from Ajay Nair’s talk at re:invent 2017 — https://www.youtube.com/watch?v=oQFORsso2go

Imagine in the monolithic version of the fictional user-api I used to illustrate the point in this post, our handler module would need to require all the dependencies used by all the endpoints.

const depA = require('lodash');
const depB = require('facebook-node-sdk');
const depC = require('aws-sdk');
...

Whereas in the single-purposed version of the user-api, only the get-user-by-facebook-id endpoint’s handler function would need to incur the extra overhead of initializing the facebook-node-sdk dependency during cold start.

You also have to factor in any other modules in the same project, and their dependencies, and any code that will be run during those modules’ initialization, and so on.

Wrong place to optimize cold start

So, contrary to one’s intuition, monolithic functions don’t offer any benefit towards cold starts outside what basic prewarming can achieve already, and can quite likely extend the duration of cold starts.

Since cold start affects you wildly differently depending on language, memory and how much initialization you’re doing in your code. I’ll argue that, if cold starts is a concern for you, then you’re far better off switching to another language (i.e. Go, Node.js or Python) and to invest effort into optimizing your code so it suffers shorter cold starts.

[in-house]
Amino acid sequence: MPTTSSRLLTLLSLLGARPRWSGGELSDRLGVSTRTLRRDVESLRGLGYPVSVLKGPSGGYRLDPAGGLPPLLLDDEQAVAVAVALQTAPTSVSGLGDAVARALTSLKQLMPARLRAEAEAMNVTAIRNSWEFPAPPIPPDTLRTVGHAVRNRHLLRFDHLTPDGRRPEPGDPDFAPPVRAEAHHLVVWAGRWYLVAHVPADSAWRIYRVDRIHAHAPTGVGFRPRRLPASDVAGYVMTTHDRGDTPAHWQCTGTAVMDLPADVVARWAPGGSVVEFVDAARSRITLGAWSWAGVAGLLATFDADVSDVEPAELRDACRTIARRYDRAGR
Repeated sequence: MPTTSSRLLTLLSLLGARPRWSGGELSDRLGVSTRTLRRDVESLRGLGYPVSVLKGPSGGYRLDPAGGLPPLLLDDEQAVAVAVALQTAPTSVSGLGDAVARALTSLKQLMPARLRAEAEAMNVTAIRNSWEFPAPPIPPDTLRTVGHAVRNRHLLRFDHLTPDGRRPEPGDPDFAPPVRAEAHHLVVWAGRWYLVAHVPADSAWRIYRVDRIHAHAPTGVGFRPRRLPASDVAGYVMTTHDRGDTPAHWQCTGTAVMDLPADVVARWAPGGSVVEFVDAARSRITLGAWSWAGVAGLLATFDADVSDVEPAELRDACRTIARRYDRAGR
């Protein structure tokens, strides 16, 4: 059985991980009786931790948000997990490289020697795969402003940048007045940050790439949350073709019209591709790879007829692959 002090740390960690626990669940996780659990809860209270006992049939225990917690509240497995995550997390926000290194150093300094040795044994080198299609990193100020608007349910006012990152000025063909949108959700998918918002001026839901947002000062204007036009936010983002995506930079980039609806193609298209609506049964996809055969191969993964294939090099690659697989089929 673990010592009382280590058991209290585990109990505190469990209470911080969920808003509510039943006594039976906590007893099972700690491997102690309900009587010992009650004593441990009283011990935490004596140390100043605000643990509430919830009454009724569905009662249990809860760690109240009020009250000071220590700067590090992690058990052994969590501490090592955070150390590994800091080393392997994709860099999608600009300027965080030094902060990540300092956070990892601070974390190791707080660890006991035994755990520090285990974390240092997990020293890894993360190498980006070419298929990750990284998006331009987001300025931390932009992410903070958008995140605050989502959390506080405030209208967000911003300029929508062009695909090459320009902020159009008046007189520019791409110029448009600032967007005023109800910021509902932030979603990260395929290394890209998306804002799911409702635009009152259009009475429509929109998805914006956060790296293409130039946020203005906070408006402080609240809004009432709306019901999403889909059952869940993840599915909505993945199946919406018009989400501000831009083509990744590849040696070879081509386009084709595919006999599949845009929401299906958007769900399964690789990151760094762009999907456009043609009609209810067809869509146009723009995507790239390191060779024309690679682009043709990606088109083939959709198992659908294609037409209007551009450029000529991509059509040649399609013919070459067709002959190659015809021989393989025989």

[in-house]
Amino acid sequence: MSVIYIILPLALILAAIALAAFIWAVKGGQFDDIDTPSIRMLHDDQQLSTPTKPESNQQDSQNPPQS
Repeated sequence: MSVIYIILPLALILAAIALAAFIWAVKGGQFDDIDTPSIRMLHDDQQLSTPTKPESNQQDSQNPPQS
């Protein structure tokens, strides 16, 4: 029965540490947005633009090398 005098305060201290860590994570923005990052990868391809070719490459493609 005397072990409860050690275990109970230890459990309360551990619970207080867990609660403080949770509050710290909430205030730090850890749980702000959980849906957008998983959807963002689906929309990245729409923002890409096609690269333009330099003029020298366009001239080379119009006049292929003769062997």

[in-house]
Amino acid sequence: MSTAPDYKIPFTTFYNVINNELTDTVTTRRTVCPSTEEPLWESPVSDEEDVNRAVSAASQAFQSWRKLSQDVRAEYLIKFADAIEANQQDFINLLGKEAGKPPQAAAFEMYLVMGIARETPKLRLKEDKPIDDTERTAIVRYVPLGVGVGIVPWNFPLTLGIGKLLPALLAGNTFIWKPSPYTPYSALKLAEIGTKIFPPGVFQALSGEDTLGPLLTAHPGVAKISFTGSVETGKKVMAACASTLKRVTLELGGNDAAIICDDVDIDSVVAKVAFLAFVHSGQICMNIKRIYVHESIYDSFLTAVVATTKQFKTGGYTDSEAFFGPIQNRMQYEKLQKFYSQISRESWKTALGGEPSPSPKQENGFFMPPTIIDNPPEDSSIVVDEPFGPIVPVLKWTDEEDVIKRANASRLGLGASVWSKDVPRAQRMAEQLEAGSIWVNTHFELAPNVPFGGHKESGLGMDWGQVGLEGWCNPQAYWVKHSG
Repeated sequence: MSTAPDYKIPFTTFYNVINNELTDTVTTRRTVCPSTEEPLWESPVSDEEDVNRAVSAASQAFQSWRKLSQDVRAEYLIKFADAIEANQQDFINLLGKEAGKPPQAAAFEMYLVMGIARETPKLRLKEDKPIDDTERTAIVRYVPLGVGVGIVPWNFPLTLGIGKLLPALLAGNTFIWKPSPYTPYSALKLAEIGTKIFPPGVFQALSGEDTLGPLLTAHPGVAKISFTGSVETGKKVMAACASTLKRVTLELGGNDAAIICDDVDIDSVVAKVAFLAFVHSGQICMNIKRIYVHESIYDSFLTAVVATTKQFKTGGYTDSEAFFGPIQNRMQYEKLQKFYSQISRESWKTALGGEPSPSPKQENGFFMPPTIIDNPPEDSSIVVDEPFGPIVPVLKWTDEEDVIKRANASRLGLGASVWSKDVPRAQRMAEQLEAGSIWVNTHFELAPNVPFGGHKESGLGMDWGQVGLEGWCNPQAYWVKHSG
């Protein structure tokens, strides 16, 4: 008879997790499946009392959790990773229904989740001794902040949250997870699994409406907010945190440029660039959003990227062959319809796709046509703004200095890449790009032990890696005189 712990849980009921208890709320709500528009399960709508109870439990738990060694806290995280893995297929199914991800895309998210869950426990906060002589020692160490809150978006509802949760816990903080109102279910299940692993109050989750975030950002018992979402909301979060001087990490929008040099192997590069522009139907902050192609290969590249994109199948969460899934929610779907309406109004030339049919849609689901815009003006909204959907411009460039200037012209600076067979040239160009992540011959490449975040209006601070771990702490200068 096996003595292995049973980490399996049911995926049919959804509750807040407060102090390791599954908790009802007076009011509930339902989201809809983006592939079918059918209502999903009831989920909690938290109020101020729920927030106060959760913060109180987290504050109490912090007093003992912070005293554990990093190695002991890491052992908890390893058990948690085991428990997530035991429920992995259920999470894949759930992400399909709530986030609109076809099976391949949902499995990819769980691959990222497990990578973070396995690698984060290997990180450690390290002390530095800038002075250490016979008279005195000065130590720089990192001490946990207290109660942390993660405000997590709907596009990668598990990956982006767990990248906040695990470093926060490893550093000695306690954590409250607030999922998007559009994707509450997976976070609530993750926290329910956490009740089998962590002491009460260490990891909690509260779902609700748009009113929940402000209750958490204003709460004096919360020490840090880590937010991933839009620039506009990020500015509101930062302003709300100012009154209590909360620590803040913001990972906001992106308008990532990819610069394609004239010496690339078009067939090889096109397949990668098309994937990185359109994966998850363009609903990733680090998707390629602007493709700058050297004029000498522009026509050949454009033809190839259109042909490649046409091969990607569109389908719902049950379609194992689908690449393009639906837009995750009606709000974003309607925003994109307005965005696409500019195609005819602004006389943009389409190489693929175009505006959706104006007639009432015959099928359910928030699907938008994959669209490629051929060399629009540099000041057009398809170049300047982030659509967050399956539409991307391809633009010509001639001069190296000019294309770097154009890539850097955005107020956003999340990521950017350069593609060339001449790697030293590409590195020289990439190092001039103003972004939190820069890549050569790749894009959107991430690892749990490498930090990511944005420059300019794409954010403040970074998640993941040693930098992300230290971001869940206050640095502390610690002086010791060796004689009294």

Also, keep in mind that this is something that AWS and other providers are actively working on and I suspect the situation will be vastly improved in the future by the platform.

All and all, I think changing the deployment units (one big function vs many small functions) is not the right way to address cold starts.

Conclusion

As you can see, based on the criteria that are important to me, having many single-purposed functions is clearly the better way to go.

Like everyone else, I come preloaded with a set of predispositions and biases formed from my experiences, which quite likely do not reflect yours. I’m not asking you to agree with me, but to simply appreciate the process of working out the things that are important to you and your organization, and how to go about finding the right approach for you.

However, if you disagree with my line of thinking and the arguments I put forward for my selection criteria — discoverability, debugging, and scaling the team & complexity of the system — then please let me know via comments.

Hi, my name is Yan Cui. I’m an AWS Serverless Hero and the author of Production-Ready Serverless. I have run production workload at scale in AWS for nearly 10 years and I have been an architect or principal engineer with a variety of industries ranging from banking, e-commerce, sports streaming to mobile gaming. I currently work as an independent consultant focused on AWS and serverless.

You can contact me via Email, Twitter and LinkedIn.